Ukrainian President Volodymyr Zelenskyy met senior commanders on Thursday and said Kyiv's forces, now increasingly armed with precision, longer-range Western weaponry, had strong potential to turn the tide on the battlefield.
The U.S. believes Russia's military is sustaining hundreds of casualties a day, including thousands of officers up to general rank in total, in the course of the war, a senior U.S. defense official said on Friday.
The official said Washington also believed that Ukraine had destroyed more than 100 "high-value" Russian targets in Ukraine, including command posts, ammo depots and air-defense sites.
There have been no major breakthroughs on front lines since Russian forces seized the last two Ukrainian-held cities in eastern Luhansk province in late June and early July.
Russian forces are now focused on capturing all of neighboring Donetsk province on behalf of separatist proxies who have declared two breakaway mini-states covering the wider industrialized Donbas region.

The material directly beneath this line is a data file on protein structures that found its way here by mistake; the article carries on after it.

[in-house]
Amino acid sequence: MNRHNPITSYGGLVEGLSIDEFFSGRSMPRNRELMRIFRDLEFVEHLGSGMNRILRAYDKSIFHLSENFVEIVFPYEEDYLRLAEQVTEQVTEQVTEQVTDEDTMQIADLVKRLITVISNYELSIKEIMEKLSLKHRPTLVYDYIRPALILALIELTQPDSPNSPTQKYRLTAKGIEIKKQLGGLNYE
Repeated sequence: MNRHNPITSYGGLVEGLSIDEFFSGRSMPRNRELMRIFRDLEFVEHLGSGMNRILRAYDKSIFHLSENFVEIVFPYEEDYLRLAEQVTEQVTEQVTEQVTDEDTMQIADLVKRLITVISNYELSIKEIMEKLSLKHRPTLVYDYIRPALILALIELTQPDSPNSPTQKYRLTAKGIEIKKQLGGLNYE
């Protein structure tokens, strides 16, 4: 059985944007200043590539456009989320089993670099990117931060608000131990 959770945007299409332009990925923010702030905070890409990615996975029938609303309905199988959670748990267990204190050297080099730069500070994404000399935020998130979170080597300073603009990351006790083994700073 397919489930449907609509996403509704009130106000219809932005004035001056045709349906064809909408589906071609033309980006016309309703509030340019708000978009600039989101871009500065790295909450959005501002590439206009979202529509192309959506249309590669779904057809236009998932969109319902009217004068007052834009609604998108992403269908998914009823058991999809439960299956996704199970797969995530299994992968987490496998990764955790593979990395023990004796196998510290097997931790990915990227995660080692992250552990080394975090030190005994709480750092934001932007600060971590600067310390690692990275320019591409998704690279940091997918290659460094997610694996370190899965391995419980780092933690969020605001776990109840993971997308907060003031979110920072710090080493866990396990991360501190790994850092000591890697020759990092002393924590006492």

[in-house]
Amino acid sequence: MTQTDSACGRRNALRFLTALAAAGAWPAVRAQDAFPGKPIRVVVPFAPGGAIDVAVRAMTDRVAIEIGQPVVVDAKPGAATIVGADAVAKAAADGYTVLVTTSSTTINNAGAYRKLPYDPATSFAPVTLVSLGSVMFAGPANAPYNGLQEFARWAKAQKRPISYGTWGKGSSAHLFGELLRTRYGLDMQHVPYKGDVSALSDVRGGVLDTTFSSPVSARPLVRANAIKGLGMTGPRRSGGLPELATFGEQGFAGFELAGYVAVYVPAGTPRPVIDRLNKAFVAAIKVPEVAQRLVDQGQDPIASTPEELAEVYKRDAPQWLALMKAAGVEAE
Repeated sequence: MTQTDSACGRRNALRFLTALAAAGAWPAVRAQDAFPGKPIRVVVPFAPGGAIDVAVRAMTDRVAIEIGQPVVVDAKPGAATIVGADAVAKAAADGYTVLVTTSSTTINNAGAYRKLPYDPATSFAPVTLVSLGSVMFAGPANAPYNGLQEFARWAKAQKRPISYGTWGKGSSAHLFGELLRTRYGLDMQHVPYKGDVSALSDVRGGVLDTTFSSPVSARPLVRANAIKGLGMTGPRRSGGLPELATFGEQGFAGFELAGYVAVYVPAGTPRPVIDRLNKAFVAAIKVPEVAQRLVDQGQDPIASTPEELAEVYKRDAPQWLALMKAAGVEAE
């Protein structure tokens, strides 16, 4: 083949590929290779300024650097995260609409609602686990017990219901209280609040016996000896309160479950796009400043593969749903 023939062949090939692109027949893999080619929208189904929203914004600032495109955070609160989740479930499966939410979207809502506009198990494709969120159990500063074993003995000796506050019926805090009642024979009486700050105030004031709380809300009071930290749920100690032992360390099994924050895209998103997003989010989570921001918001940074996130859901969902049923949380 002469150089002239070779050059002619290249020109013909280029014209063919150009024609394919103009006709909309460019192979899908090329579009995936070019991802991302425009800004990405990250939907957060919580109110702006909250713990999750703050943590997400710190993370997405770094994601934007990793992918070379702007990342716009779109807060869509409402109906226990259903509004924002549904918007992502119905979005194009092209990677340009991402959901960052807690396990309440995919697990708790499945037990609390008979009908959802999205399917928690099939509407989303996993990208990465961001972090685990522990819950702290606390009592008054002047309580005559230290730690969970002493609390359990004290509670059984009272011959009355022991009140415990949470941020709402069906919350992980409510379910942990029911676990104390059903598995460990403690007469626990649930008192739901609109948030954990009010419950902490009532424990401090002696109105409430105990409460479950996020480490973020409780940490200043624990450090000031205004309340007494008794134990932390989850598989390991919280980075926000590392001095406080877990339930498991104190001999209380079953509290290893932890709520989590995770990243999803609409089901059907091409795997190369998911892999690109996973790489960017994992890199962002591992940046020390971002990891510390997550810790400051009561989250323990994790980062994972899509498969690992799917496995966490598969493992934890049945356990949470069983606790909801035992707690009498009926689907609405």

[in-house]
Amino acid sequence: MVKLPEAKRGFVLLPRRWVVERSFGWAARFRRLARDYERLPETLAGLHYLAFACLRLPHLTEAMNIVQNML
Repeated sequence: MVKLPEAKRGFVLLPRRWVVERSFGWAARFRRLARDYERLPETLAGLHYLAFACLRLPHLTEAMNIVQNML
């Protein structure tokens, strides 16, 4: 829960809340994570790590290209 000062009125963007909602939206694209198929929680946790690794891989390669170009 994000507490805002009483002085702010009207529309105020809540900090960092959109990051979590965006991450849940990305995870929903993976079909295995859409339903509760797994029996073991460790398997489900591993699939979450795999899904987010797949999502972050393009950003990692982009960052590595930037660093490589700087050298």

In its morning update, Ukraine's general staff said Russian forces backed by heavy artillery kept trying to advance toward the cities of Kramatorsk and Bakhmut and the Vuhlehirska thermal power plant in Donetsk, but made no notable progress.
Kyiv hopes that its gradually increasing supply of Western arms, such as U.S. High Mobility Artillery Rocket System (HIMARS), will allow it to counterattack and recapture lost eastern and southern territories.
Russia's Defense Ministry said on Friday its forces had destroyed four HIMARS systems between July 5 and July 20. Kyiv denied the claims, calling them "fakes" meant to sap Western support for Ukraine. Reuters could not verify the assertions.
Thousands of people have been killed and cities and towns devastated by Russian bombardment, with some far from front lines hit by missiles. Moscow denies deliberately firing on civilians and says all its targets are military.
Russia says it is waging a "special military operation" to demilitarize its neighbor and rid it of dangerous nationalists.
Kyiv and the West say Russia is mounting an imperialist campaign to reconquer a pro-Western neighbor that broke free of Moscow's rule when the Soviet Union collapsed in 1991.